Now, they have evolved even more. Many companies are now incorporating impact-on-society considerations into core business activities. For example, Starbucks only uses “ethically-sourced coffee.” Programs like these are often focused on “sustainability.” In August, 181 CEOs of the country’s largest corporations signed a Business Roundtable statement committing to managing their companies not just for shareholders, but also for customers, employees, suppliers, and communities.

NW_12/06-13_cov
Photo Illustration by Ryan Olbrysh for Newsweek; Getty 9; Buzz Courtesy of General Mills, Cesars Courtesy of Caesars Entertainment

The idea behind all of these efforts is the well-worn slogan “doing well by doing good,” which means that being a positive force in the community will enhance a company’s reputation, which in theory will pay off in more sales, lower costs and over the long term, more money for shareholders.

Can you even measure something like this? Stephen Hahn-Griffiths, chief reputation officer of the Reputation Institute in Boston, says you can. He reels off a string of statistics, like “40% of the reputation of a company is related to corporate responsibility” and says his organization’s research proves that reputation is a leading indicator of stock market capitalization, or the total value of a company’s shares. In other words, he adds, “CSR has a multiplier effect” when it comes to a company’s value. But CSR can be risky. And take a little guts.

According to analysts, CVS’s 2014 decision to stop selling tobacco products cost it $2 billion a year in sales and caused the stock price to drop. (Investors took a $1.43 billion hit that year according to Martin Anderson of UNC Greensboro.) In 2010, Campbell Soup announced it was reducing the salt levels in many of its soups, a decision they reversed the following year when sales fell by 32%.

Meanwhile, in 2018, Dick’s Sporting Goods stopped selling assault rifles. On a panel at this year’s Aspen Ideas Festival, CEO Ed Stack said that decision cost them customers and employees. He notes that many of the customers who applauded the decision at the time seem to have forgotten, but those who were in opposition have not. “Love is fleeting,” he says. “But hate is forever.”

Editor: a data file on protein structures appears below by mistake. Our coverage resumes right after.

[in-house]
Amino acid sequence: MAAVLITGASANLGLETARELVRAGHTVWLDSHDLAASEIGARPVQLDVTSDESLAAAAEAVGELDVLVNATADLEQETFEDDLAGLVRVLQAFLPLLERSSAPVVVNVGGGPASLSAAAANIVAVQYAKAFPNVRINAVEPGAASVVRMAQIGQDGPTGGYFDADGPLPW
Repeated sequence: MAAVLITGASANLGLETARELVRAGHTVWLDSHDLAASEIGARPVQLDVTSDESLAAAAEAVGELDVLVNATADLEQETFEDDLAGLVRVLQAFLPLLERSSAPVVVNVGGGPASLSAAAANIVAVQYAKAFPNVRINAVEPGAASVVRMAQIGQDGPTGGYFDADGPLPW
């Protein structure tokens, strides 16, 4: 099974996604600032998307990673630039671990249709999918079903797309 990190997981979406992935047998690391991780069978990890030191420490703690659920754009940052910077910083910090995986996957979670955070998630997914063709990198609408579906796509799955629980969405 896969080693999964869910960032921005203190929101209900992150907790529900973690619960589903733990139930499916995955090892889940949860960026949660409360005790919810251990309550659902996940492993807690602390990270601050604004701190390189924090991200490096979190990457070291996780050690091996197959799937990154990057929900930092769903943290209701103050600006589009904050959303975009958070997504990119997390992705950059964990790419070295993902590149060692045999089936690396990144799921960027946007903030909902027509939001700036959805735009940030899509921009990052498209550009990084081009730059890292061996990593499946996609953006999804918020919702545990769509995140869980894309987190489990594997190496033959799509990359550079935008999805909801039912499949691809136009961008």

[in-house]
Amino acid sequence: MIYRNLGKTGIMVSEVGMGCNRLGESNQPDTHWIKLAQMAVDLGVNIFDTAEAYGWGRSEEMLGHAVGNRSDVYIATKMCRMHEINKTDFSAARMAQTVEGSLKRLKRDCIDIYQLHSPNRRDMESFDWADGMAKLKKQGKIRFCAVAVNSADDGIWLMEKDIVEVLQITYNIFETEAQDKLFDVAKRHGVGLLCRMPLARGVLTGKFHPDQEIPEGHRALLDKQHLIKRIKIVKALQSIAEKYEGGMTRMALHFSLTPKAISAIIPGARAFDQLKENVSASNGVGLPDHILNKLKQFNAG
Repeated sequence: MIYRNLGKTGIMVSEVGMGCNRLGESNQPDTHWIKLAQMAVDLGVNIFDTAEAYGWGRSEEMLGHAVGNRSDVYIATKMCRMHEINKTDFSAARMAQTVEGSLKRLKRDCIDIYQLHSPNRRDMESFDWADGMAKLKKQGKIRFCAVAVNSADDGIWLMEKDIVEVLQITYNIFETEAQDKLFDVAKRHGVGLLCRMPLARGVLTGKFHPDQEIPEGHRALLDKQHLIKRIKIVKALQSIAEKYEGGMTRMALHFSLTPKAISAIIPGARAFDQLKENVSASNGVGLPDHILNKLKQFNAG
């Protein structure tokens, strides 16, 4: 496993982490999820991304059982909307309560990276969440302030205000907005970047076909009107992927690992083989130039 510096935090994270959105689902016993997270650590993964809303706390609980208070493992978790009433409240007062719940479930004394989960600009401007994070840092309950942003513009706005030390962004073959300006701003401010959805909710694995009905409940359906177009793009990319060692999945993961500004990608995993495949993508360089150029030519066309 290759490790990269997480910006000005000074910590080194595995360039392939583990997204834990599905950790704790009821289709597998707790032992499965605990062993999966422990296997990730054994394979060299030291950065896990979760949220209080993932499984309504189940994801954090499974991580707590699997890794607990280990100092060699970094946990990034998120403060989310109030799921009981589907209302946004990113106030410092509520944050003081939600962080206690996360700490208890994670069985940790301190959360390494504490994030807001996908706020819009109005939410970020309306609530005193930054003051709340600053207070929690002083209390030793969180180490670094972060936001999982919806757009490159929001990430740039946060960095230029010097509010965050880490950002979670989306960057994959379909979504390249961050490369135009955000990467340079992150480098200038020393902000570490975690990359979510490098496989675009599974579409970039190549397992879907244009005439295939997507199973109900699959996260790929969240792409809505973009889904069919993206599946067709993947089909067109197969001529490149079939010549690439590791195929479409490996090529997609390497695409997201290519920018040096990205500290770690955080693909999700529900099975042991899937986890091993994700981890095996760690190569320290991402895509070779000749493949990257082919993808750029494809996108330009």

But many companies feel the do-gooder dividend outweighs the risks, both in relations with consumers and in day-to-day operations.

Brad McLane, who recruits high-level positions at RSR Partners, says, “Companies aren’t doing it just to say they have it. My clients are incorporating it into how they do business—what ingredients they use, where they source, how they design products.” Megan Kashner, clinical professor at the Kellogg School of Management’s Public-Private Interface agrees. She’s says that we’ve moved from “greenwashing programs that mimic CSR” to an era of “authentic CSR.” Greenwashing is the practice of making misleading claims that make a company appear more environmentally or socially conscious than it is, for example, when BP began touting itself as being environmentally conscious through a $200 million public relations campaign, only to have a string of environmental disasters—some of which, according to a government report, were caused by corporate cost-cutting to boost profits.

FE_CSR_08_1150880664
BP is the subject of protests by Greenpeace activists over oil drilling in the North Sea.
Christian Charisius/picture alliance/Getty